Optogenetics is a relatively new biological technique that uses specialized light on  living tissue to control cells that have been genetically modified to express light-sensitive ion channels. Using a combination of techniques from optics and genetics researchers have been able to monitor and control the activities of individual cells, typically neurons (nerve cells) in living tissue — even within freely-moving animals— and to precisely measure these manipulation effects in real-time.

Groundwork for work in optogenetics was laid at the universities of Oxford, Stanford and at the University of Berlin. Using optogenetics scientists have been able to illuminate neural networks in the brains of various organisms that control behavior, sensation, and cognition, and provides researchers with incredible insight into behavior of cells.

Research is now ongoing in the use of optogenitics to treat blindness due to retinitis pigmentosa and advanced age-related macular degeneration, as well as chronic pain and host of neurological conditions such as depression, epilepsy, Parkinson’s and Alzheimer’s disease.

Optogenetics-based treatments offer many advantages over commonly used methods. For one, optogenetics allows the modulation of targeted cells compared to the drug based approach that cannot target cells specifically Optogenetics also enables a much faster response, which can amount to mere milliseconds on any given time scale, whereas drug-based methods can take minutes or even hours to present a response. Additionally, most medications have side effects, while optogenetic-based treatment has so far not reported any side effects.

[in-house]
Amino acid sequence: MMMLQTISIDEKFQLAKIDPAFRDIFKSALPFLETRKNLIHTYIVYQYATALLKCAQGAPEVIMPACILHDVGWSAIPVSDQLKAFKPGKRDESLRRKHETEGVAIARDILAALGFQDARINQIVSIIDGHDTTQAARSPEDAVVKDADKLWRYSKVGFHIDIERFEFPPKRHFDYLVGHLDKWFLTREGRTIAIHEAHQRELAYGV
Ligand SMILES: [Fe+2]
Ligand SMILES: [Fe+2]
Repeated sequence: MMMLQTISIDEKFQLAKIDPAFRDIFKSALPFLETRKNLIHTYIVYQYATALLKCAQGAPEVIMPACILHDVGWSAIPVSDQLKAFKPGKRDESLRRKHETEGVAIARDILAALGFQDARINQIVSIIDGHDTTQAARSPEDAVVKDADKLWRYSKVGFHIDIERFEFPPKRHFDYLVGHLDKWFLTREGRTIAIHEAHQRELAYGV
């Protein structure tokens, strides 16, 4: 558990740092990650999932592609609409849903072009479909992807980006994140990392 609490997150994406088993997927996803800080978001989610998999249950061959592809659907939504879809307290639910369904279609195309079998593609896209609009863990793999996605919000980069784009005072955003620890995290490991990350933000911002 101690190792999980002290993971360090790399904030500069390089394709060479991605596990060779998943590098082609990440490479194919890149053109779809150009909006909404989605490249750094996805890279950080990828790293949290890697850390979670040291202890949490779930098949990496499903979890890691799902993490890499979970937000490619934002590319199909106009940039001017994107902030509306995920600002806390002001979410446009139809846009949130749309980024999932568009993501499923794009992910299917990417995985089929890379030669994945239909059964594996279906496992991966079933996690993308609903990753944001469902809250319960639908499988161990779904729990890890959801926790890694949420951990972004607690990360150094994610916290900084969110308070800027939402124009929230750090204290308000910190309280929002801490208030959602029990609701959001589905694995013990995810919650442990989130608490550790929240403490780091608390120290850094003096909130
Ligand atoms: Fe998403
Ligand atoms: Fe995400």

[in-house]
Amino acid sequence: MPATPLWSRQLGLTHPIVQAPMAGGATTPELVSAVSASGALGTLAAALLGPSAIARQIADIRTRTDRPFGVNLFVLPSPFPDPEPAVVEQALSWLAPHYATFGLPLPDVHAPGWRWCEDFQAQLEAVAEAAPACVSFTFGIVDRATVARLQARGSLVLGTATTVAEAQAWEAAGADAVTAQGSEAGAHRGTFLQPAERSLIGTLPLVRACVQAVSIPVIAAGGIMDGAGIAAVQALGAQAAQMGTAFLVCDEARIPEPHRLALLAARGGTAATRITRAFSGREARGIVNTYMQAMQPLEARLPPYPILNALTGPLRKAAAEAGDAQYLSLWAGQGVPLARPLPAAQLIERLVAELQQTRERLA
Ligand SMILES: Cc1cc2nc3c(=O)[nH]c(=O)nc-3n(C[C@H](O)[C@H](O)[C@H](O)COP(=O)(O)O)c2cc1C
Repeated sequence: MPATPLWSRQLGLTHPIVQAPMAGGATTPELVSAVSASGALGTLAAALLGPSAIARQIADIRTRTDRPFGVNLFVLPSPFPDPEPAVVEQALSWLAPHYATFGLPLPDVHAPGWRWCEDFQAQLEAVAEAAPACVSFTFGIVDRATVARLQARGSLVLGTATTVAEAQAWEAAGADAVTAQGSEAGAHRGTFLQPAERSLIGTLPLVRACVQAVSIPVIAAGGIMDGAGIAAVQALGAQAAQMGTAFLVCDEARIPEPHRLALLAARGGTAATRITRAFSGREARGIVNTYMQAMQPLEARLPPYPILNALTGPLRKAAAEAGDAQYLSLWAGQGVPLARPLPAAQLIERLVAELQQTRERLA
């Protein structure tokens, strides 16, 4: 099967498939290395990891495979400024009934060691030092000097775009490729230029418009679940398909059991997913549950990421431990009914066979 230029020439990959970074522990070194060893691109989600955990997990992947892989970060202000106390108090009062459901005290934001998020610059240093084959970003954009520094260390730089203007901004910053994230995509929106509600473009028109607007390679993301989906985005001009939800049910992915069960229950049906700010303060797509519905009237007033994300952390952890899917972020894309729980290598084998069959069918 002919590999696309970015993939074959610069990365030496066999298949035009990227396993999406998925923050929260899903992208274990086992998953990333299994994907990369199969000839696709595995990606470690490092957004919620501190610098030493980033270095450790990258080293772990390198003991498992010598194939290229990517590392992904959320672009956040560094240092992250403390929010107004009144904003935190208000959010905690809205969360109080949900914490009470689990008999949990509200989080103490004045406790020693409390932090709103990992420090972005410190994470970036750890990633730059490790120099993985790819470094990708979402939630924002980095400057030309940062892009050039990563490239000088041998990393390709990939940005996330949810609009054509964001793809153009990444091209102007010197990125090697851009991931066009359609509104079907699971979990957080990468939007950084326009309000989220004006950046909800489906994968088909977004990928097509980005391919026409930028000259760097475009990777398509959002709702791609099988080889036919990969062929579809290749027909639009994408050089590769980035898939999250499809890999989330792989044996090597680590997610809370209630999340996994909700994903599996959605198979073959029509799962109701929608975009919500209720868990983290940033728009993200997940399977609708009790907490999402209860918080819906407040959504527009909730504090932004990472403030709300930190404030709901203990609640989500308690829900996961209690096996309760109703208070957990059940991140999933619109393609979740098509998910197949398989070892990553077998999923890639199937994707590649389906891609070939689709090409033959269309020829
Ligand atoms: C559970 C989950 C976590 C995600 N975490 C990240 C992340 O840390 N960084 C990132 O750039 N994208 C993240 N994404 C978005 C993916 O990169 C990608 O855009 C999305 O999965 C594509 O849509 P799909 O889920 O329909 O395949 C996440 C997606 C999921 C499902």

While the value of optogenetics as a research method is undeniable, there are still many hurdles to overcome, such as the potential risks of converting cells into light-sensitive ones. Public acceptance of such procedures may also be difficult to obtain due to ethical concerns. Moreover, to shine light onto the deeply embedded neural system requires invasive interventions such as surgery. Lastly, our understanding of many complex disorders is still incomplete and more sustained research investment will be required to find which circuits need to be targeted for the treatment of complex human disorders.

One complex area that has the potential to be treated with optogentics is mental health disorders such as depression, anxiety and stress. While there is an urgent need to effectively diagnose and treat anxiety disorders, research progress is hindered by poor understanding of how affected patients perceive threats and execute anxiety behaviors.

Despite more than five decades of behavioral research using rodent models, the cellular mechanisms underlying anxiety are still unclear, and the clinical outcomes of these efforts have been disappointing. Researchers at the College of Health and Life Sciences in Qatar, led by Dr. Mohammad Farhan are attempting to uncover general principles that govern anxiety, and how different animals (with different needs and brains) implement anxious behavior.

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